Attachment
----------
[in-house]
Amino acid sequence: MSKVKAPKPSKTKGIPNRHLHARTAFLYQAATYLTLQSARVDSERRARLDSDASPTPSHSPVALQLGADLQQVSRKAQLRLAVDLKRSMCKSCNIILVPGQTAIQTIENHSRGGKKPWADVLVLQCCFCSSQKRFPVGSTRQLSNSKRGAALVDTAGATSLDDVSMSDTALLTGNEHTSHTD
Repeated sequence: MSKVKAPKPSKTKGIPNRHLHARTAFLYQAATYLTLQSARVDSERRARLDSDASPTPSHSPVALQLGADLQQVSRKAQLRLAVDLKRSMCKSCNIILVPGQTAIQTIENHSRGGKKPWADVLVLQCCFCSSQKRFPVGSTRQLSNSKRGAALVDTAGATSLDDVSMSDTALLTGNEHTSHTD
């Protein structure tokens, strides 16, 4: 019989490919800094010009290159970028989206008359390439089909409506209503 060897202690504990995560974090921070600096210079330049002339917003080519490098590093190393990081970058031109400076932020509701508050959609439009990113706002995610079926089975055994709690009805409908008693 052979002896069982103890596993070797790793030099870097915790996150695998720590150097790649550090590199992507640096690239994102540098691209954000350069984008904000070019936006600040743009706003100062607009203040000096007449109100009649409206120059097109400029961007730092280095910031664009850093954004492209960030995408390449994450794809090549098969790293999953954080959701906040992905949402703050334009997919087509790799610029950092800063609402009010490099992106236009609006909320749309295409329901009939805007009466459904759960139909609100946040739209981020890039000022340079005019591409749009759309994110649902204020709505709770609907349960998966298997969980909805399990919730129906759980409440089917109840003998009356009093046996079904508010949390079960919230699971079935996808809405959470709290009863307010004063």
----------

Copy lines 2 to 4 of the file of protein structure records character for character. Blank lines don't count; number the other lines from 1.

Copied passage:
Amino acid sequence: MSKVKAPKPSKTKGIPNRHLHARTAFLYQAATYLTLQSARVDSERRARLDSDASPTPSHSPVALQLGADLQQVSRKAQLRLAVDLKRSMCKSCNIILVPGQTAIQTIENHSRGGKKPWADVLVLQCCFCSSQKRFPVGSTRQLSNSKRGAALVDTAGATSLDDVSMSDTALLTGNEHTSHTD
Repeated sequence: MSKVKAPKPSKTKGIPNRHLHARTAFLYQAATYLTLQSARVDSERRARLDSDASPTPSHSPVALQLGADLQQVSRKAQLRLAVDLKRSMCKSCNIILVPGQTAIQTIENHSRGGKKPWADVLVLQCCFCSSQKRFPVGSTRQLSNSKRGAALVDTAGATSLDDVSMSDTALLTGNEHTSHTD
């Protein structure tokens, strides 16, 4: 019989490919800094010009290159970028989206008359390439089909409506209503 060897202690504990995560974090921070600096210079330049002339917003080519490098590093190393990081970058031109400076932020509701508050959609439009990113706002995610079926089975055994709690009805409908008693 052979002896069982103890596993070797790793030099870097915790996150695998720590150097790649550090590199992507640096690239994102540098691209954000350069984008904000070019936006600040743009706003100062607009203040000096007449109100009649409206120059097109400029961007730092280095910031664009850093954004492209960030995408390449994450794809090549098969790293999953954080959701906040992905949402703050334009997919087509790799610029950092800063609402009010490099992106236009609006909320749309295409329901009939805007009466459904759960139909609100946040739209981020890039000022340079005019591409749009759309994110649902204020709505709770609907349960998966298997969980909805399990919730129906759980409440089917109840003998009356009093046996079904508010949390079960919230699971079935996808809405959470709290009863307010004063």